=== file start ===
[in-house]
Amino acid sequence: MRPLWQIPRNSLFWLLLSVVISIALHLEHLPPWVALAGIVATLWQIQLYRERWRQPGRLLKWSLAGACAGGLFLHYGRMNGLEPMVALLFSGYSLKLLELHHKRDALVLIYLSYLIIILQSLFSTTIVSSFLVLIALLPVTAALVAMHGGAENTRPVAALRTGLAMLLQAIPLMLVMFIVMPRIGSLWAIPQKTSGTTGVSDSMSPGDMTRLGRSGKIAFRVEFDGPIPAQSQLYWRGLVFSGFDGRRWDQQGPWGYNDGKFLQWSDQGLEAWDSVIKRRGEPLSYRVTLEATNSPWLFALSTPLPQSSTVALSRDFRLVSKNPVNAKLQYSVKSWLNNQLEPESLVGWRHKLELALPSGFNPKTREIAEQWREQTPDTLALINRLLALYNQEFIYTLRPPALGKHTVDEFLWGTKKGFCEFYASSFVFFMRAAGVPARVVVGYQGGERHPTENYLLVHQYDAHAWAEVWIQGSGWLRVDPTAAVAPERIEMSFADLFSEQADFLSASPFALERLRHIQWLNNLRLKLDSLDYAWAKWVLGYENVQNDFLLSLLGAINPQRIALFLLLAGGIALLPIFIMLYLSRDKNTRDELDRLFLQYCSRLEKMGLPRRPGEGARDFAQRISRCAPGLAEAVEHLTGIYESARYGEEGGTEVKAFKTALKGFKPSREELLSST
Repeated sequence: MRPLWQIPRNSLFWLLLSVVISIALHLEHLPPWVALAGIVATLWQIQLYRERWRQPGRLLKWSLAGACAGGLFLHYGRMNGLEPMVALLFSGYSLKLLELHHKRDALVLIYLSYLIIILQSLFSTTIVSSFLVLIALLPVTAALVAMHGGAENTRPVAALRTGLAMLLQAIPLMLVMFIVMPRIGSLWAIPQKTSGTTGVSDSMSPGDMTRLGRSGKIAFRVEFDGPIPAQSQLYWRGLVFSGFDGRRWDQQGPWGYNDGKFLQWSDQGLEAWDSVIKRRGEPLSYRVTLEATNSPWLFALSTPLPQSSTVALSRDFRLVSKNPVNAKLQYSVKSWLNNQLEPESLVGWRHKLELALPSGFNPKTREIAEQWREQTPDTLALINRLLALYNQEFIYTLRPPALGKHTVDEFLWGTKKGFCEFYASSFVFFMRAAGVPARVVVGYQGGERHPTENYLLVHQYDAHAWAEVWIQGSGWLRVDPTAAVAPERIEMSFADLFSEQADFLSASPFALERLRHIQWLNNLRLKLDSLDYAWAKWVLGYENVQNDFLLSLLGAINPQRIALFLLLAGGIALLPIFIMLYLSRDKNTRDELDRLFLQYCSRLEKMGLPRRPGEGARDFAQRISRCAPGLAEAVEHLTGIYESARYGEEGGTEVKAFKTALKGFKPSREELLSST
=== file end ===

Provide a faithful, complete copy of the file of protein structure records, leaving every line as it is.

[in-house]
Amino acid sequence: MRPLWQIPRNSLFWLLLSVVISIALHLEHLPPWVALAGIVATLWQIQLYRERWRQPGRLLKWSLAGACAGGLFLHYGRMNGLEPMVALLFSGYSLKLLELHHKRDALVLIYLSYLIIILQSLFSTTIVSSFLVLIALLPVTAALVAMHGGAENTRPVAALRTGLAMLLQAIPLMLVMFIVMPRIGSLWAIPQKTSGTTGVSDSMSPGDMTRLGRSGKIAFRVEFDGPIPAQSQLYWRGLVFSGFDGRRWDQQGPWGYNDGKFLQWSDQGLEAWDSVIKRRGEPLSYRVTLEATNSPWLFALSTPLPQSSTVALSRDFRLVSKNPVNAKLQYSVKSWLNNQLEPESLVGWRHKLELALPSGFNPKTREIAEQWREQTPDTLALINRLLALYNQEFIYTLRPPALGKHTVDEFLWGTKKGFCEFYASSFVFFMRAAGVPARVVVGYQGGERHPTENYLLVHQYDAHAWAEVWIQGSGWLRVDPTAAVAPERIEMSFADLFSEQADFLSASPFALERLRHIQWLNNLRLKLDSLDYAWAKWVLGYENVQNDFLLSLLGAINPQRIALFLLLAGGIALLPIFIMLYLSRDKNTRDELDRLFLQYCSRLEKMGLPRRPGEGARDFAQRISRCAPGLAEAVEHLTGIYESARYGEEGGTEVKAFKTALKGFKPSREELLSST
Repeated sequence: MRPLWQIPRNSLFWLLLSVVISIALHLEHLPPWVALAGIVATLWQIQLYRERWRQPGRLLKWSLAGACAGGLFLHYGRMNGLEPMVALLFSGYSLKLLELHHKRDALVLIYLSYLIIILQSLFSTTIVSSFLVLIALLPVTAALVAMHGGAENTRPVAALRTGLAMLLQAIPLMLVMFIVMPRIGSLWAIPQKTSGTTGVSDSMSPGDMTRLGRSGKIAFRVEFDGPIPAQSQLYWRGLVFSGFDGRRWDQQGPWGYNDGKFLQWSDQGLEAWDSVIKRRGEPLSYRVTLEATNSPWLFALSTPLPQSSTVALSRDFRLVSKNPVNAKLQYSVKSWLNNQLEPESLVGWRHKLELALPSGFNPKTREIAEQWREQTPDTLALINRLLALYNQEFIYTLRPPALGKHTVDEFLWGTKKGFCEFYASSFVFFMRAAGVPARVVVGYQGGERHPTENYLLVHQYDAHAWAEVWIQGSGWLRVDPTAAVAPERIEMSFADLFSEQADFLSASPFALERLRHIQWLNNLRLKLDSLDYAWAKWVLGYENVQNDFLLSLLGAINPQRIALFLLLAGGIALLPIFIMLYLSRDKNTRDELDRLFLQYCSRLEKMGLPRRPGEGARDFAQRISRCAPGLAEAVEHLTGIYESARYGEEGGTEVKAFKTALKGFKPSREELLSST